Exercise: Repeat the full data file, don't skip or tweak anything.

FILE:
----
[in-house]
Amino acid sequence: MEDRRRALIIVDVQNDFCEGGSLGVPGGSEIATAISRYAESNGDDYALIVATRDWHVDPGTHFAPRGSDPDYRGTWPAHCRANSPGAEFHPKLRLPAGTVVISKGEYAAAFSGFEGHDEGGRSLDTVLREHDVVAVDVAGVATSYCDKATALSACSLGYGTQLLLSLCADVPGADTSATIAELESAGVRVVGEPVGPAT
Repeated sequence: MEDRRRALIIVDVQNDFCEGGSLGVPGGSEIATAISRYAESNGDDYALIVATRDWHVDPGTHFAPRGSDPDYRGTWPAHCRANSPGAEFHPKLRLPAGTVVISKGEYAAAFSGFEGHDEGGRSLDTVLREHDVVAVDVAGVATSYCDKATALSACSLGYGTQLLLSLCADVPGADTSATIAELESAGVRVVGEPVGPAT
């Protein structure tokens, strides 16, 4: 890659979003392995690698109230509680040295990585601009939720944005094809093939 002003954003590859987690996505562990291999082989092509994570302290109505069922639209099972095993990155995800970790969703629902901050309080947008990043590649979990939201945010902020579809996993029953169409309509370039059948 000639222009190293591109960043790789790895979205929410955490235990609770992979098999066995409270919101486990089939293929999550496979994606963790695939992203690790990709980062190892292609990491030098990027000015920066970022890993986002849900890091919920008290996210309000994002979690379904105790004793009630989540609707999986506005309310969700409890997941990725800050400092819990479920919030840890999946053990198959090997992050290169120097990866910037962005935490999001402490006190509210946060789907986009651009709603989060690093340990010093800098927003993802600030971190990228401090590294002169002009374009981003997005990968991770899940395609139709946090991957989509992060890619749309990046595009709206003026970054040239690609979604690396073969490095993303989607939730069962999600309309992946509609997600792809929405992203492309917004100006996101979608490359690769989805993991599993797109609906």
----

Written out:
[in-house]
Amino acid sequence: MEDRRRALIIVDVQNDFCEGGSLGVPGGSEIATAISRYAESNGDDYALIVATRDWHVDPGTHFAPRGSDPDYRGTWPAHCRANSPGAEFHPKLRLPAGTVVISKGEYAAAFSGFEGHDEGGRSLDTVLREHDVVAVDVAGVATSYCDKATALSACSLGYGTQLLLSLCADVPGADTSATIAELESAGVRVVGEPVGPAT
Repeated sequence: MEDRRRALIIVDVQNDFCEGGSLGVPGGSEIATAISRYAESNGDDYALIVATRDWHVDPGTHFAPRGSDPDYRGTWPAHCRANSPGAEFHPKLRLPAGTVVISKGEYAAAFSGFEGHDEGGRSLDTVLREHDVVAVDVAGVATSYCDKATALSACSLGYGTQLLLSLCADVPGADTSATIAELESAGVRVVGEPVGPAT
């Protein structure tokens, strides 16, 4: 890659979003392995690698109230509680040295990585601009939720944005094809093939 002003954003590859987690996505562990291999082989092509994570302290109505069922639209099972095993990155995800970790969703629902901050309080947008990043590649979990939201945010902020579809996993029953169409309509370039059948 000639222009190293591109960043790789790895979205929410955490235990609770992979098999066995409270919101486990089939293929999550496979994606963790695939992203690790990709980062190892292609990491030098990027000015920066970022890993986002849900890091919920008290996210309000994002979690379904105790004793009630989540609707999986506005309310969700409890997941990725800050400092819990479920919030840890999946053990198959090997992050290169120097990866910037962005935490999001402490006190509210946060789907986009651009709603989060690093340990010093800098927003993802600030971190990228401090590294002169002009374009981003997005990968991770899940395609139709946090991957989509992060890619749309990046595009709206003026970054040239690609979604690396073969490095993303989607939730069962999600309309992946509609997600792809929405992203492309917004100006996101979608490359690769989805993991599993797109609906």